The vast majority of the journalists and publishing professionals at print and broadcast media organizations are hard-working and talented individuals, but they are still prone to occasional mistakes that require corrections and retractions. Take the time to make sure that the news presented by these sources is corroborated and verifiable.

Be a voice that helps stop the spread of fake news

Raise awareness within your digital circle of family, friends, and associates about the dangers of fake news. If you notice that someone is sharing fake news, speak up. Alert the person and their audience that the “news” item they posted or shared is false. Tell them about the tips and resources in this guide so they will know how to identify fake news and help combat it.

Combatting Your Own Media Biases and Opinions

Beyond identifying fake news on media platforms, students must recognize that their own biases and opinions can influence their response to reliable information as well as to material whose authenticity is questionable.

Be aware of your own political biases when trying to spot fake news

Imagine a military conflict erupts between two countries in Europe. A person from one of those countries might find themselves engaging only in media that supports their own viewpoint. Even someone who is well educated may find their news consumption is one-sided, and thus they may fail to understand the full-scope of the conflict.

Every person has biases, from the political parties and causes they support, to preferences over which news sources and media outlets they favor. Recognizing their own biases can help students effectively spot fake news.

Know that even the most reputable news organizations have biases and commit errors

Fox News is conservative. MSNBC is liberal. Every media source has some bias, but this doesn’t mean they are reporting fake news. Even Pulitzer Prize-winning journalists who break big stories that accurately inform the world about important events and issues have some biases. While these beliefs make them more susceptible to occasional errors and create blind spots in their perception of a story, it doesn’t rise to the level of fake news, which is created with the intent to deceive by using misinformation or downright lies.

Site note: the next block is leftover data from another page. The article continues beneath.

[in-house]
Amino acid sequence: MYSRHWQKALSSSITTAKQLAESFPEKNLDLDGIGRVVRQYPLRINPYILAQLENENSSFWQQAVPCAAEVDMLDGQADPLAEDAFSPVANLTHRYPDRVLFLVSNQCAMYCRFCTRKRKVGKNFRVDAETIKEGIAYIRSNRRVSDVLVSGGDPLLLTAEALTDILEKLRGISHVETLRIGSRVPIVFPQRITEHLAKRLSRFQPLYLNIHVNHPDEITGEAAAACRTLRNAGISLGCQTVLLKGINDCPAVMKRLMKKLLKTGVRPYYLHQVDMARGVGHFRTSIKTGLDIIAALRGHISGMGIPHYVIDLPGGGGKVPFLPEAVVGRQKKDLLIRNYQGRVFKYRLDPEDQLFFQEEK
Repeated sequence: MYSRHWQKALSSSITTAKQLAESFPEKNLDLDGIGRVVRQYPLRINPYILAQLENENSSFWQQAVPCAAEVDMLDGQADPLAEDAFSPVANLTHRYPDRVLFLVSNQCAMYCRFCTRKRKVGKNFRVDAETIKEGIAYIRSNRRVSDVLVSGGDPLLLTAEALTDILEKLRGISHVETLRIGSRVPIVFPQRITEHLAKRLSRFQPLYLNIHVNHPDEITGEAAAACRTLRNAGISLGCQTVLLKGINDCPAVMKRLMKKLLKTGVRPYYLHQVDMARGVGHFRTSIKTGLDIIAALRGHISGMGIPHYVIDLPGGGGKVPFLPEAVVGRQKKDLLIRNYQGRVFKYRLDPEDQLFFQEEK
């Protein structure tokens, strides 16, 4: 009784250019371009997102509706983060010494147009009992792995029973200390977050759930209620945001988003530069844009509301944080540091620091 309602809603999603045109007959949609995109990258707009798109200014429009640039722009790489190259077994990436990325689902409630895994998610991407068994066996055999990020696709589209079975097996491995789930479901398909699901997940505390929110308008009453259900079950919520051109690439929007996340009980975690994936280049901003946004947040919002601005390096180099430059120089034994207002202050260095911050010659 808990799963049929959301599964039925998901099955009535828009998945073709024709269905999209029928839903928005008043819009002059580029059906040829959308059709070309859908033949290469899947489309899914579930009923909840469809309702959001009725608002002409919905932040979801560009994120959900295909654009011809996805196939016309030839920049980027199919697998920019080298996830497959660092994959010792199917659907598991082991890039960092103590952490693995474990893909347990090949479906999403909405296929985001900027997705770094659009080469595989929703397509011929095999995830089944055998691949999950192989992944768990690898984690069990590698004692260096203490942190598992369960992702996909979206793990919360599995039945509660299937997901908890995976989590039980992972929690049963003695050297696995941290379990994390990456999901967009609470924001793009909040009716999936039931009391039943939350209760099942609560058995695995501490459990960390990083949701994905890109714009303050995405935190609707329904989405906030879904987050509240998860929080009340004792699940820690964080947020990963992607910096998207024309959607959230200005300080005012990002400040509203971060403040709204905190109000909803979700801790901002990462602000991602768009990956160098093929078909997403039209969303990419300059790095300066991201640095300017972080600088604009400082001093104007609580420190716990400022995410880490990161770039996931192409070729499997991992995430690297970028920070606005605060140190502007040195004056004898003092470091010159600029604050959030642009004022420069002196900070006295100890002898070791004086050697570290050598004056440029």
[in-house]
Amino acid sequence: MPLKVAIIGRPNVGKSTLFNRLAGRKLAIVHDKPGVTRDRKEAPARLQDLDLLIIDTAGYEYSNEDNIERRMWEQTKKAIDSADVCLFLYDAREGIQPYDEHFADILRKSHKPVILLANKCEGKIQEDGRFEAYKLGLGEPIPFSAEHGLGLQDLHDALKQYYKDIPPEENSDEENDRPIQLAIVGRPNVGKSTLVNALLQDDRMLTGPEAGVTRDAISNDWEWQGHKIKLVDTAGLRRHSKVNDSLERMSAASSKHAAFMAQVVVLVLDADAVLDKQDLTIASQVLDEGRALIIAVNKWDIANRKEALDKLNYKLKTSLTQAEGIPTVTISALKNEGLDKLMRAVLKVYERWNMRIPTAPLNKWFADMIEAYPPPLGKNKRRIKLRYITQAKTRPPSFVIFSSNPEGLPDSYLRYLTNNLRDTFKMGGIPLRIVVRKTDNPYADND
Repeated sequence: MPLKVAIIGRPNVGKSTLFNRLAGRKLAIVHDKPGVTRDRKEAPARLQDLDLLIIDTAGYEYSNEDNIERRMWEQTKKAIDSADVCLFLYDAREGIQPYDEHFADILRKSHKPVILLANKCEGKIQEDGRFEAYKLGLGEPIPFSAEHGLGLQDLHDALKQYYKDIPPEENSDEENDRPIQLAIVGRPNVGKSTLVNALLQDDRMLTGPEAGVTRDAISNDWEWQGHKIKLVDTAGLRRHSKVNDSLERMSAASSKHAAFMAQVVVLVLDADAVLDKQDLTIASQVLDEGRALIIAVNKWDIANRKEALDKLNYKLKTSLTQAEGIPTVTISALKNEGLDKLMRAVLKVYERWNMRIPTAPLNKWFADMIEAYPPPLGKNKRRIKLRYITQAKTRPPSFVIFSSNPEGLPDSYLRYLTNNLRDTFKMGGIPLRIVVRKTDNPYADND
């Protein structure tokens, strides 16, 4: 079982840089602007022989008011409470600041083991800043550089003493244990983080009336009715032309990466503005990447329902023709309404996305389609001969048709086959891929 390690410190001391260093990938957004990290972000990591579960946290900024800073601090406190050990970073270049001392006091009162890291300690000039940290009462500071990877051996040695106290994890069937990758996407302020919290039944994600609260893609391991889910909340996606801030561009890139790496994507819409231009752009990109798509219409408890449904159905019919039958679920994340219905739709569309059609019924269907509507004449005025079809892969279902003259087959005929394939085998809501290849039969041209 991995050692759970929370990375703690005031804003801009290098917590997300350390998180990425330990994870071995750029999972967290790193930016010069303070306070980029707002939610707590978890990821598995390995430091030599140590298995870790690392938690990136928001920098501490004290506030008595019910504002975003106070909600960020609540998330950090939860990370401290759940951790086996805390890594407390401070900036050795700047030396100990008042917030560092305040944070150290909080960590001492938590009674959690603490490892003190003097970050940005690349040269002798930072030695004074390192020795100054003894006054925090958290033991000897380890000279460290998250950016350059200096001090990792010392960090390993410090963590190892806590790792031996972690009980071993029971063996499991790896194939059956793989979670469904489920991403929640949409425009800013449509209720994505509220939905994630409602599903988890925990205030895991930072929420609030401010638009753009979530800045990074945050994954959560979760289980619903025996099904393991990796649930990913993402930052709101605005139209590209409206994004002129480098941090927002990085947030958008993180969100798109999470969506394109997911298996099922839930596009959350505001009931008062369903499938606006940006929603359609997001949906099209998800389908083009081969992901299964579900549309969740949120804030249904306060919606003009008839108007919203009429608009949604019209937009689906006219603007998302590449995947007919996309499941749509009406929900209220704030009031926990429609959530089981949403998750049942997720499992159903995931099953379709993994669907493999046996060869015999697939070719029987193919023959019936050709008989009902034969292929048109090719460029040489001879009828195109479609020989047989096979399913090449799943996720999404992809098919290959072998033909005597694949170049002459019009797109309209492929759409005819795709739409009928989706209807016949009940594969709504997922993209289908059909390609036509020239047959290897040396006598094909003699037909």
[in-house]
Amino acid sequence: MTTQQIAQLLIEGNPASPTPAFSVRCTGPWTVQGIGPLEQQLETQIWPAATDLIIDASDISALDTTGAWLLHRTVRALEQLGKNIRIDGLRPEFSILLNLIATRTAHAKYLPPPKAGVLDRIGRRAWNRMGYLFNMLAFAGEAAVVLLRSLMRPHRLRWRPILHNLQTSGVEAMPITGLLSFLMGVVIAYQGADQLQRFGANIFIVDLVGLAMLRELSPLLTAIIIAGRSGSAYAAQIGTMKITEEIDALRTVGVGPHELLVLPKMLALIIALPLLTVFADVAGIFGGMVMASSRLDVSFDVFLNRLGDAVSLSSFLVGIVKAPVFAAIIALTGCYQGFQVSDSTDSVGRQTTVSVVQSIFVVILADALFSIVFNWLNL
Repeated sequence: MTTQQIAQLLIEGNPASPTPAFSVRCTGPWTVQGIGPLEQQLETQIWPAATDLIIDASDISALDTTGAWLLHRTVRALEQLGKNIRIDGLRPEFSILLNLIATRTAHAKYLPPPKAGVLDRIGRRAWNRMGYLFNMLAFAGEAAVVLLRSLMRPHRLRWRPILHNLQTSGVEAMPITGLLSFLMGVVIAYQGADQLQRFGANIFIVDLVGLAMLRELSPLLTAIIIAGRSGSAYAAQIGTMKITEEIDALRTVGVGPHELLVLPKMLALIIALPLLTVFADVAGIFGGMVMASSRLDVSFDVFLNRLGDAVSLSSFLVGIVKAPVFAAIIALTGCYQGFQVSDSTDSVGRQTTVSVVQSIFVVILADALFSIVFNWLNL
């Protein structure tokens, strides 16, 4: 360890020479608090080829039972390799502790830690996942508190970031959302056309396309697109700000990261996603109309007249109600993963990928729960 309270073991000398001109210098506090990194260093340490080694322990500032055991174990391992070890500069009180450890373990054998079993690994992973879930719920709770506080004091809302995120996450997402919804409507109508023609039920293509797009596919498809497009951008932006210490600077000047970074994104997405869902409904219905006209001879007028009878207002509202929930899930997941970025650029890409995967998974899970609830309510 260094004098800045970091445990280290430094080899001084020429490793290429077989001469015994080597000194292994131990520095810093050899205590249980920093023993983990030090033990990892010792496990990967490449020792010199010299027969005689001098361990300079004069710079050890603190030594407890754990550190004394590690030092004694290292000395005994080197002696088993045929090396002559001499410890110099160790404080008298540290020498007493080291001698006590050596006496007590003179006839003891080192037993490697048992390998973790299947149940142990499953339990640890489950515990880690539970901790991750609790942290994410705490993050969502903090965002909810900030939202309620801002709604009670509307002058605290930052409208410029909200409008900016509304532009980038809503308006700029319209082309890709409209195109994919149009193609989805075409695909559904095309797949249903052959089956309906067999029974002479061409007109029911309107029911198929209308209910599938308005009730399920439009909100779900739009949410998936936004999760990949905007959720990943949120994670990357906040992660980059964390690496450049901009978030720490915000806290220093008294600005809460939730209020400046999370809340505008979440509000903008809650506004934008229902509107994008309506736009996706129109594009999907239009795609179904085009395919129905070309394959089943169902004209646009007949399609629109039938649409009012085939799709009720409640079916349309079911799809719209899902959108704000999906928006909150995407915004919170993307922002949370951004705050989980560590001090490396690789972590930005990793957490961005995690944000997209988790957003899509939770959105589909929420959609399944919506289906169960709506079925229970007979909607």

The key is how quickly a media outlet responds when a report is erroneous and the steps it takes to set the record straight. Students should be aware that even though reputable news organizations occasionally make mistakes, they are still trustworthy. A news organization that fails to acknowledge and correct its mistakes will cause all of its reporting to come into question.

Expand your digital horizons to include diverse voices and opinions

Students need to seek out reliable sources that express diverse opinions and represent varied perspectives on current events to educate themselves about different viewpoints on issues. Sometimes these sources aren’t digital, but flesh-and-blood.

In the digital era, when students’ attention bounces from one screen to the next, it is imperative that they strive to connect with classmates, faculty, and others in real life. Face-to-face remains the most effective way to share new ideas and political perspectives. Being trained to seek out the full spectrum of facts and opinions on a matter makes students better prepared to identify and stop fake news.

To learn more, visit University of North Dakota’s Online Master of Science in Cybersecurity page.